As a private applicator, how many CEUs can I earn each 5-year recertification cycle from webinars such as the “Getting the Best of Pests” webinar series?
The Georgia Department of Agriculture allows private applicators to have only 1 CEU per 5-year recertification cycle from watching webinars. The other 2 CEUs must come from approved in-person training events, approved production meetings, or other approved trainings involving face-to-face contact with the trainer.
What license categories does a city employee need to treat mosquitoes and spray herbicides or other pesticides on city property?
The employee would need category 24 (Ornamental and Turfgrass) and category 41 (Mosquito Control) added to their commercial license. Under some circumstances, a category 31 (Public Health) might be required. Check with the Georgia Department of Agriculture Pesticides office if there is a question about a category 31 license being required.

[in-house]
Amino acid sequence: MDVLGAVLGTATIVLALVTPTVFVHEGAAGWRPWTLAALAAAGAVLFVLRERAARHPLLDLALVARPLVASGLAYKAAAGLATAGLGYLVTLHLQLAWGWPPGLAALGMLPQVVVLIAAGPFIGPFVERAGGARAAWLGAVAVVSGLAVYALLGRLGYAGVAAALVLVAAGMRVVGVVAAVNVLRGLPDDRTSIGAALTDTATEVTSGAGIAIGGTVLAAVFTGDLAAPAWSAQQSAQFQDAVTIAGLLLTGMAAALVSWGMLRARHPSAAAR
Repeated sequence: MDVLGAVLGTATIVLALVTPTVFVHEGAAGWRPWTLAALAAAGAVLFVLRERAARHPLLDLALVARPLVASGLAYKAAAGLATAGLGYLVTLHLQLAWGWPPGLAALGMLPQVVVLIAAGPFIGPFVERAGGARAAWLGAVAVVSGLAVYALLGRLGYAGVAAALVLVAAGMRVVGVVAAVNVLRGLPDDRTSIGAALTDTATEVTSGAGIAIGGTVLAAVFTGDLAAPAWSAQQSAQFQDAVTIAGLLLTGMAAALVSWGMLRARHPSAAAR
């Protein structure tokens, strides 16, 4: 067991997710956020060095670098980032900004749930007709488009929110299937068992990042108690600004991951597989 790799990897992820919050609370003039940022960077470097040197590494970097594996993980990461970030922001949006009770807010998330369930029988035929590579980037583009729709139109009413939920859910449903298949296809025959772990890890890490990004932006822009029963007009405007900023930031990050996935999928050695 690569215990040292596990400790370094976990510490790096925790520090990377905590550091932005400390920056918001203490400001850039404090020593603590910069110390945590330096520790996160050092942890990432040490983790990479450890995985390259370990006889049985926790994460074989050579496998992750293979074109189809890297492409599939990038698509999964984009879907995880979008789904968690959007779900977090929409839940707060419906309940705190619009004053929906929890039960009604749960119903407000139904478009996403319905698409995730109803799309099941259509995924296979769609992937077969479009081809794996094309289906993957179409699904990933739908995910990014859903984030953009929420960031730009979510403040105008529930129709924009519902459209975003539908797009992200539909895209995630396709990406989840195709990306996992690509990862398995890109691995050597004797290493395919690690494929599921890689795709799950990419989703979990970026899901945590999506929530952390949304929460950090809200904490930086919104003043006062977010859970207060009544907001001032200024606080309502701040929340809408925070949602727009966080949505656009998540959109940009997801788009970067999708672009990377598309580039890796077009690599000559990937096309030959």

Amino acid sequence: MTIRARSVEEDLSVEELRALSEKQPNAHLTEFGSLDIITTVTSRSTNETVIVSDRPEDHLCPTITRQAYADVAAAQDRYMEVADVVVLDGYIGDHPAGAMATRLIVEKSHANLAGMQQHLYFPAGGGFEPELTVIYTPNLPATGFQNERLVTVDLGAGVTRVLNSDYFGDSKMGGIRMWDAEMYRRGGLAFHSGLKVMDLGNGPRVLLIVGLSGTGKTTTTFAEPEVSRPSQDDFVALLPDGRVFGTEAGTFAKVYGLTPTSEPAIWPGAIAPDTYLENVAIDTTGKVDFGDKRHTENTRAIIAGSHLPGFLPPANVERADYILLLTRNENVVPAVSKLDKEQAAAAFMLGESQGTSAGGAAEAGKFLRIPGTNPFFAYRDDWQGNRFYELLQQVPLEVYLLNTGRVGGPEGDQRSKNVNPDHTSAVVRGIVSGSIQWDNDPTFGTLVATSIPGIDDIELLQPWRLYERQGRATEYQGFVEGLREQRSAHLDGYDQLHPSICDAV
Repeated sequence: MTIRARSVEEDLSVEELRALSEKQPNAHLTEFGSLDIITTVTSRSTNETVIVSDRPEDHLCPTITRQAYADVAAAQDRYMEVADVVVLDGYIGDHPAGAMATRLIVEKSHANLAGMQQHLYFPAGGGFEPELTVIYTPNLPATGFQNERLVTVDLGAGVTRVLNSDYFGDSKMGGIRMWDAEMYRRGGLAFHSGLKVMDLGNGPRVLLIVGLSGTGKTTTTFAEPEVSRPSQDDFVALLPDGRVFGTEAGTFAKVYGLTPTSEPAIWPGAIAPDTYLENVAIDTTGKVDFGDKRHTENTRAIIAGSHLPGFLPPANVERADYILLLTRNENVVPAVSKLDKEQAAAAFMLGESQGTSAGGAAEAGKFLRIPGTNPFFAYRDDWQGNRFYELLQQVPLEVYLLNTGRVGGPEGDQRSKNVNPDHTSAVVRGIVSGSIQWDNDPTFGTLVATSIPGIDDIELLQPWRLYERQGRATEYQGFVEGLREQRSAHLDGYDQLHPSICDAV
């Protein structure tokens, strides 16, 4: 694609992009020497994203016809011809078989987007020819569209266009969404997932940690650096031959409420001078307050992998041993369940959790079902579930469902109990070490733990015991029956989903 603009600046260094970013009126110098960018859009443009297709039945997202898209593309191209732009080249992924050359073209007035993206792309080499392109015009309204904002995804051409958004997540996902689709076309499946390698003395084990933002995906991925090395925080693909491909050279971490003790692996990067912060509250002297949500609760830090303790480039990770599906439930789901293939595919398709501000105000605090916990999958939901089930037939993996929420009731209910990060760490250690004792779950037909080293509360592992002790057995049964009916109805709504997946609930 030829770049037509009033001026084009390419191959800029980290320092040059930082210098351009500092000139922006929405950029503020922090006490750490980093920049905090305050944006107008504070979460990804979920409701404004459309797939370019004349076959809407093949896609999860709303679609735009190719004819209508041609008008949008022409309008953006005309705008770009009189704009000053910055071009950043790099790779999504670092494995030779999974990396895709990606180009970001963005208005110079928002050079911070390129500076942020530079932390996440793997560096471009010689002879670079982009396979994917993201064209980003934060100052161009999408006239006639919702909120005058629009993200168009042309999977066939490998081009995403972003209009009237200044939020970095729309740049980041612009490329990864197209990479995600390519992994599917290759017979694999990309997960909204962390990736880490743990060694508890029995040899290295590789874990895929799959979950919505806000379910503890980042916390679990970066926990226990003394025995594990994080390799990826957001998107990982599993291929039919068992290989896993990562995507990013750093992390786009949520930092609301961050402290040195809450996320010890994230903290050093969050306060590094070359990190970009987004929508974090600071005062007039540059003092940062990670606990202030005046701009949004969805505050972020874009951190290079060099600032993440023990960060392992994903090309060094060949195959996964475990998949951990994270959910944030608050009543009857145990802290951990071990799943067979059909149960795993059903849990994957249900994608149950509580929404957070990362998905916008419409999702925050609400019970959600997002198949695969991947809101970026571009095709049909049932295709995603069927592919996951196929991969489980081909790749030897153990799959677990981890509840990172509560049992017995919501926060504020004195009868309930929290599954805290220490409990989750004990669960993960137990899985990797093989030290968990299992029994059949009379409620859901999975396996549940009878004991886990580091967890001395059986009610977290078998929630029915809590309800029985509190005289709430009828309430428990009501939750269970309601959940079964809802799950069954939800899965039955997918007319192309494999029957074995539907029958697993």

What requirements does the Georgia Department of Agriculture set for fumigant application by private applicators?
If a person possesses a current Private Applicators License, they are allowed to purchase and apply soil fumigants in Georgia. However, the applicator is required to meet EPA’s requirements, which include product specific applicator training provided by the fumigant registrant, the creation of a Fumigant Management Plan, implementation of safety measures, and appropriate record retention. Follow this link to EPA’s Soil Fumigant Tool Box page, which details all of the requirements and provides templates for the Management Plan.
What is EPA’s current policy regarding greenhouse use of pesticides where a greenhouse is not a specified site on the label?
"The Agency’s current position on greenhouse application is that in accordance with FIFRA section 2(ee) a label does not have to specify greenhouse as a site, provided the crop is on the label, in order to use the product in a greenhouse." Richard Pont Certification and Worker Protection Branch, U.S. EPA, Office of Pesticide Programs.